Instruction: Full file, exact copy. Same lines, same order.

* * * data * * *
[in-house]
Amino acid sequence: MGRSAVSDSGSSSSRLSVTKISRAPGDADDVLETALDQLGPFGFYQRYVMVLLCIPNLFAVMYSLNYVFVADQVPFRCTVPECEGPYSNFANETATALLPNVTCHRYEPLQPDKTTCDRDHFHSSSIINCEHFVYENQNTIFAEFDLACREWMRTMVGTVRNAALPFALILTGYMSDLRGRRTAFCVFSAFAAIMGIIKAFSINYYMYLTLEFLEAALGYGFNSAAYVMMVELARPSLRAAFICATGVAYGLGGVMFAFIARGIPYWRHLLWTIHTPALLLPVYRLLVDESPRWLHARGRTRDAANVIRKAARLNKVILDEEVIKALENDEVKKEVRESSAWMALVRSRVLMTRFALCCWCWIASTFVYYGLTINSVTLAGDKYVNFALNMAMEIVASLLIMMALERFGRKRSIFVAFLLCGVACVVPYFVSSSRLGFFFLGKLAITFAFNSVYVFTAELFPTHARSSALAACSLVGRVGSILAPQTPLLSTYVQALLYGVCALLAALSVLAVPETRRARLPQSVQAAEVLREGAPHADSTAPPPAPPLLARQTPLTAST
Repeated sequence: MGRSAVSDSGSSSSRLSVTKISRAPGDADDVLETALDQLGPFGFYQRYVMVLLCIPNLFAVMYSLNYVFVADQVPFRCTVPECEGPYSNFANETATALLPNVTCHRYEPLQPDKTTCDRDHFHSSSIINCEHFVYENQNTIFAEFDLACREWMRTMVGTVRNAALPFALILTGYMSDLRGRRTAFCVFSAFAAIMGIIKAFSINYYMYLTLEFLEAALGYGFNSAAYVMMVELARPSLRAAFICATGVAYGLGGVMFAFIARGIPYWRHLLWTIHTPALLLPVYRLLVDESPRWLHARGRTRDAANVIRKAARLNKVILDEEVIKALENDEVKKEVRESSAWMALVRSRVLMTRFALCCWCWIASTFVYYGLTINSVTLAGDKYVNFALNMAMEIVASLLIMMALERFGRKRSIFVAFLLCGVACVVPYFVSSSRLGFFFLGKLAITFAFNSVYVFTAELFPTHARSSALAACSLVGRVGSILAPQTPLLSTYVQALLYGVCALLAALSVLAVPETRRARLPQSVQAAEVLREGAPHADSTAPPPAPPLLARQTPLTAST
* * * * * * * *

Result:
[in-house]
Amino acid sequence: MGRSAVSDSGSSSSRLSVTKISRAPGDADDVLETALDQLGPFGFYQRYVMVLLCIPNLFAVMYSLNYVFVADQVPFRCTVPECEGPYSNFANETATALLPNVTCHRYEPLQPDKTTCDRDHFHSSSIINCEHFVYENQNTIFAEFDLACREWMRTMVGTVRNAALPFALILTGYMSDLRGRRTAFCVFSAFAAIMGIIKAFSINYYMYLTLEFLEAALGYGFNSAAYVMMVELARPSLRAAFICATGVAYGLGGVMFAFIARGIPYWRHLLWTIHTPALLLPVYRLLVDESPRWLHARGRTRDAANVIRKAARLNKVILDEEVIKALENDEVKKEVRESSAWMALVRSRVLMTRFALCCWCWIASTFVYYGLTINSVTLAGDKYVNFALNMAMEIVASLLIMMALERFGRKRSIFVAFLLCGVACVVPYFVSSSRLGFFFLGKLAITFAFNSVYVFTAELFPTHARSSALAACSLVGRVGSILAPQTPLLSTYVQALLYGVCALLAALSVLAVPETRRARLPQSVQAAEVLREGAPHADSTAPPPAPPLLARQTPLTAST
Repeated sequence: MGRSAVSDSGSSSSRLSVTKISRAPGDADDVLETALDQLGPFGFYQRYVMVLLCIPNLFAVMYSLNYVFVADQVPFRCTVPECEGPYSNFANETATALLPNVTCHRYEPLQPDKTTCDRDHFHSSSIINCEHFVYENQNTIFAEFDLACREWMRTMVGTVRNAALPFALILTGYMSDLRGRRTAFCVFSAFAAIMGIIKAFSINYYMYLTLEFLEAALGYGFNSAAYVMMVELARPSLRAAFICATGVAYGLGGVMFAFIARGIPYWRHLLWTIHTPALLLPVYRLLVDESPRWLHARGRTRDAANVIRKAARLNKVILDEEVIKALENDEVKKEVRESSAWMALVRSRVLMTRFALCCWCWIASTFVYYGLTINSVTLAGDKYVNFALNMAMEIVASLLIMMALERFGRKRSIFVAFLLCGVACVVPYFVSSSRLGFFFLGKLAITFAFNSVYVFTAELFPTHARSSALAACSLVGRVGSILAPQTPLLSTYVQALLYGVCALLAALSVLAVPETRRARLPQSVQAAEVLREGAPHADSTAPPPAPPLLARQTPLTAST